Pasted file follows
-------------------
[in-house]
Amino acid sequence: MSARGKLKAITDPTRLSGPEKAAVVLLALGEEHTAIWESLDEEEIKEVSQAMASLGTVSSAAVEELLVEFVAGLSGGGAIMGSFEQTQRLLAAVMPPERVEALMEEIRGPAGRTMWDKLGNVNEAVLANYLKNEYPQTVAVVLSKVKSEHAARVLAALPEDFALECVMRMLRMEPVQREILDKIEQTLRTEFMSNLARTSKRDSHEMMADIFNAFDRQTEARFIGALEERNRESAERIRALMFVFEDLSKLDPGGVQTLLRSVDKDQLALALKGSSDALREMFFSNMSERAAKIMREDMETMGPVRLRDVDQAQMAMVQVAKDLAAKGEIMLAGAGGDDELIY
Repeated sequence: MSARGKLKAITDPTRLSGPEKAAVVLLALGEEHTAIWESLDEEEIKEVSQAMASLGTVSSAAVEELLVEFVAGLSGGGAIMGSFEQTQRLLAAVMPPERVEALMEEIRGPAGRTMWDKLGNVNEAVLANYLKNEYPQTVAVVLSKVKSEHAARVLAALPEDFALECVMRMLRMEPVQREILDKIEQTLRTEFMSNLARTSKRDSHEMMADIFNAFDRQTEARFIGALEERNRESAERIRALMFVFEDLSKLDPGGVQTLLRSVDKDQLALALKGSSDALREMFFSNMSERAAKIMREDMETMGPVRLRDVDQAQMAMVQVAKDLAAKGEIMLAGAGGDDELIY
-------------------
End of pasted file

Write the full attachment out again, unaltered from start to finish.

[in-house]
Amino acid sequence: MSARGKLKAITDPTRLSGPEKAAVVLLALGEEHTAIWESLDEEEIKEVSQAMASLGTVSSAAVEELLVEFVAGLSGGGAIMGSFEQTQRLLAAVMPPERVEALMEEIRGPAGRTMWDKLGNVNEAVLANYLKNEYPQTVAVVLSKVKSEHAARVLAALPEDFALECVMRMLRMEPVQREILDKIEQTLRTEFMSNLARTSKRDSHEMMADIFNAFDRQTEARFIGALEERNRESAERIRALMFVFEDLSKLDPGGVQTLLRSVDKDQLALALKGSSDALREMFFSNMSERAAKIMREDMETMGPVRLRDVDQAQMAMVQVAKDLAAKGEIMLAGAGGDDELIY
Repeated sequence: MSARGKLKAITDPTRLSGPEKAAVVLLALGEEHTAIWESLDEEEIKEVSQAMASLGTVSSAAVEELLVEFVAGLSGGGAIMGSFEQTQRLLAAVMPPERVEALMEEIRGPAGRTMWDKLGNVNEAVLANYLKNEYPQTVAVVLSKVKSEHAARVLAALPEDFALECVMRMLRMEPVQREILDKIEQTLRTEFMSNLARTSKRDSHEMMADIFNAFDRQTEARFIGALEERNRESAERIRALMFVFEDLSKLDPGGVQTLLRSVDKDQLALALKGSSDALREMFFSNMSERAAKIMREDMETMGPVRLRDVDQAQMAMVQVAKDLAAKGEIMLAGAGGDDELIY